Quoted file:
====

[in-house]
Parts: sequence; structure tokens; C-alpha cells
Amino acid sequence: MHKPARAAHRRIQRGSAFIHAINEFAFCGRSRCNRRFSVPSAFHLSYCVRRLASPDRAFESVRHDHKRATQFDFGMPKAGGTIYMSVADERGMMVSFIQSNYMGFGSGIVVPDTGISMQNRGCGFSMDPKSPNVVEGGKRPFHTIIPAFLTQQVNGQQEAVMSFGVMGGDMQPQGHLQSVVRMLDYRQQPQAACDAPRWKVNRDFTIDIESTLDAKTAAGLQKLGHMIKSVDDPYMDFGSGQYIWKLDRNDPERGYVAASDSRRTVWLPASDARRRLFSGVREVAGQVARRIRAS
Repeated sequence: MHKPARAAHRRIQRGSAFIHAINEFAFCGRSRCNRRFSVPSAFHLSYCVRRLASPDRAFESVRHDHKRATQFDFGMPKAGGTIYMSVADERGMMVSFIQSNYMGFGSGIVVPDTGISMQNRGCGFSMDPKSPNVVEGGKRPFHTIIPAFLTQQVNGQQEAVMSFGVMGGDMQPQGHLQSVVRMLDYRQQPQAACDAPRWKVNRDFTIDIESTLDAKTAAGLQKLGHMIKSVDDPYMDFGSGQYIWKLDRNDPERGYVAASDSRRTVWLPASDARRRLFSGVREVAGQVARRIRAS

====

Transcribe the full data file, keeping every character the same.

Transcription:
[in-house]
Parts: sequence; structure tokens; C-alpha cells
Amino acid sequence: MHKPARAAHRRIQRGSAFIHAINEFAFCGRSRCNRRFSVPSAFHLSYCVRRLASPDRAFESVRHDHKRATQFDFGMPKAGGTIYMSVADERGMMVSFIQSNYMGFGSGIVVPDTGISMQNRGCGFSMDPKSPNVVEGGKRPFHTIIPAFLTQQVNGQQEAVMSFGVMGGDMQPQGHLQSVVRMLDYRQQPQAACDAPRWKVNRDFTIDIESTLDAKTAAGLQKLGHMIKSVDDPYMDFGSGQYIWKLDRNDPERGYVAASDSRRTVWLPASDARRRLFSGVREVAGQVARRIRAS
Repeated sequence: MHKPARAAHRRIQRGSAFIHAINEFAFCGRSRCNRRFSVPSAFHLSYCVRRLASPDRAFESVRHDHKRATQFDFGMPKAGGTIYMSVADERGMMVSFIQSNYMGFGSGIVVPDTGISMQNRGCGFSMDPKSPNVVEGGKRPFHTIIPAFLTQQVNGQQEAVMSFGVMGGDMQPQGHLQSVVRMLDYRQQPQAACDAPRWKVNRDFTIDIESTLDAKTAAGLQKLGHMIKSVDDPYMDFGSGQYIWKLDRNDPERGYVAASDSRRTVWLPASDARRRLFSGVREVAGQVARRIRAS